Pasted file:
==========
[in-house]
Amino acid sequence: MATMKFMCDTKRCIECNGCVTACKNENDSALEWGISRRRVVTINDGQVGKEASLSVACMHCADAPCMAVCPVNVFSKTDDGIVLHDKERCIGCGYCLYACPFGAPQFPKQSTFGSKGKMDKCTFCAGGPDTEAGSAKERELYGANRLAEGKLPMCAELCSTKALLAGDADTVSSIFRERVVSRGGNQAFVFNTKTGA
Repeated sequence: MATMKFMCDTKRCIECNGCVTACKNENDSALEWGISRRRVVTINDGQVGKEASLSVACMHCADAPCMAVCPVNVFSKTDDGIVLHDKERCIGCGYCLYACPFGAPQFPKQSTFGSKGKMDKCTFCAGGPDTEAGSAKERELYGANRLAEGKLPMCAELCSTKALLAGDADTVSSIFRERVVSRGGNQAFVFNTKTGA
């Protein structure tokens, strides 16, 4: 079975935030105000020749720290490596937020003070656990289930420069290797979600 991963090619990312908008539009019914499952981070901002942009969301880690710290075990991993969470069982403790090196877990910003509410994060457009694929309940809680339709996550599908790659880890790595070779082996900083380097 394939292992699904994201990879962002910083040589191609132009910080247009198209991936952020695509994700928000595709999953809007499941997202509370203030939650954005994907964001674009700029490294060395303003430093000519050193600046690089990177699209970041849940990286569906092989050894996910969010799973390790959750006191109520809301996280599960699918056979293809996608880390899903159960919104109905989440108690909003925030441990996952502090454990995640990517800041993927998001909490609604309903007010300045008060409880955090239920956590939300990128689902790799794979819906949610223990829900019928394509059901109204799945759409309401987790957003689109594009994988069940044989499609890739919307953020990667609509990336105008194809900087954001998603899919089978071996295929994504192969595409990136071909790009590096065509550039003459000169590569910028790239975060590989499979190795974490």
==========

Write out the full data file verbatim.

[in-house]
Amino acid sequence: MATMKFMCDTKRCIECNGCVTACKNENDSALEWGISRRRVVTINDGQVGKEASLSVACMHCADAPCMAVCPVNVFSKTDDGIVLHDKERCIGCGYCLYACPFGAPQFPKQSTFGSKGKMDKCTFCAGGPDTEAGSAKERELYGANRLAEGKLPMCAELCSTKALLAGDADTVSSIFRERVVSRGGNQAFVFNTKTGA
Repeated sequence: MATMKFMCDTKRCIECNGCVTACKNENDSALEWGISRRRVVTINDGQVGKEASLSVACMHCADAPCMAVCPVNVFSKTDDGIVLHDKERCIGCGYCLYACPFGAPQFPKQSTFGSKGKMDKCTFCAGGPDTEAGSAKERELYGANRLAEGKLPMCAELCSTKALLAGDADTVSSIFRERVVSRGGNQAFVFNTKTGA
């Protein structure tokens, strides 16, 4: 079975935030105000020749720290490596937020003070656990289930420069290797979600 991963090619990312908008539009019914499952981070901002942009969301880690710290075990991993969470069982403790090196877990910003509410994060457009694929309940809680339709996550599908790659880890790595070779082996900083380097 394939292992699904994201990879962002910083040589191609132009910080247009198209991936952020695509994700928000595709999953809007499941997202509370203030939650954005994907964001674009700029490294060395303003430093000519050193600046690089990177699209970041849940990286569906092989050894996910969010799973390790959750006191109520809301996280599960699918056979293809996608880390899903159960919104109905989440108690909003925030441990996952502090454990995640990517800041993927998001909490609604309903007010300045008060409880955090239920956590939300990128689902790799794979819906949610223990829900019928394509059901109204799945759409309401987790957003689109594009994988069940044989499609890739919307953020990667609509990336105008194809900087954001998603899919089978071996295929994504192969595409990136071909790009590096065509550039003459000169590569910028790239975060590989499979190795974490």